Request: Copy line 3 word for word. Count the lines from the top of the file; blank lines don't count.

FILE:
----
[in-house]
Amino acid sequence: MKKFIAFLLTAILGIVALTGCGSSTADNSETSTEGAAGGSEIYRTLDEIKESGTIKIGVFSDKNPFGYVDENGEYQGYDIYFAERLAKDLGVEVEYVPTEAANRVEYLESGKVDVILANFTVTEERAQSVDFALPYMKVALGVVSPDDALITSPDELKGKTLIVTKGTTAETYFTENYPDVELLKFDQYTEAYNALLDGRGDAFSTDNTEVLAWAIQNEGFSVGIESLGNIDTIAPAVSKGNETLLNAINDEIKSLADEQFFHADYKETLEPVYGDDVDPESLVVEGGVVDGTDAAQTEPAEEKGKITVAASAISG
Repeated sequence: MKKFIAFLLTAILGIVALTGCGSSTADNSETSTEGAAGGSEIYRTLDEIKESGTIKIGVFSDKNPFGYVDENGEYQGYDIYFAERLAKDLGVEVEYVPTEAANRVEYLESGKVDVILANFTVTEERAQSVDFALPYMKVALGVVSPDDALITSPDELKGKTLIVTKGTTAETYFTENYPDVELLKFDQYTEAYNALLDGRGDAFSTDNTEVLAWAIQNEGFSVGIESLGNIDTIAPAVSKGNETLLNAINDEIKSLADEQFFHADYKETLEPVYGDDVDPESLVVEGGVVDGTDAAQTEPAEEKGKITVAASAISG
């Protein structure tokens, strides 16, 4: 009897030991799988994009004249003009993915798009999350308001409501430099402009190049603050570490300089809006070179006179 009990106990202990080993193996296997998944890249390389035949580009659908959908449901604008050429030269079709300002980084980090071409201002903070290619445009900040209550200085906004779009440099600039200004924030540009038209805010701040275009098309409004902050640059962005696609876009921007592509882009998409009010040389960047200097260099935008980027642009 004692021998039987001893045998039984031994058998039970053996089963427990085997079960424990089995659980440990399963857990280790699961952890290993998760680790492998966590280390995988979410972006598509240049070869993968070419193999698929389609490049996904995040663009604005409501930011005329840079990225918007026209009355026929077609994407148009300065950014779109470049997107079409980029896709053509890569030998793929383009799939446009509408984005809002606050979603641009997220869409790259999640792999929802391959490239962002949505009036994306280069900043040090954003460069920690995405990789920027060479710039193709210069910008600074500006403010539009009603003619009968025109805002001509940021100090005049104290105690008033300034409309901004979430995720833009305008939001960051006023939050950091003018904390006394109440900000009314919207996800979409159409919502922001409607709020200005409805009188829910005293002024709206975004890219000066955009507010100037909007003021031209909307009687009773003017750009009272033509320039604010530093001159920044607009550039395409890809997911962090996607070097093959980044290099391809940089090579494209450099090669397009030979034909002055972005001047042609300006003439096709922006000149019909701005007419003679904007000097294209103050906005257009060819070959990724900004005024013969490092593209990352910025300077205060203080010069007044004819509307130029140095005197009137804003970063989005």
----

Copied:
Repeated sequence: MKKFIAFLLTAILGIVALTGCGSSTADNSETSTEGAAGGSEIYRTLDEIKESGTIKIGVFSDKNPFGYVDENGEYQGYDIYFAERLAKDLGVEVEYVPTEAANRVEYLESGKVDVILANFTVTEERAQSVDFALPYMKVALGVVSPDDALITSPDELKGKTLIVTKGTTAETYFTENYPDVELLKFDQYTEAYNALLDGRGDAFSTDNTEVLAWAIQNEGFSVGIESLGNIDTIAPAVSKGNETLLNAINDEIKSLADEQFFHADYKETLEPVYGDDVDPESLVVEGGVVDGTDAAQTEPAEEKGKITVAASAISG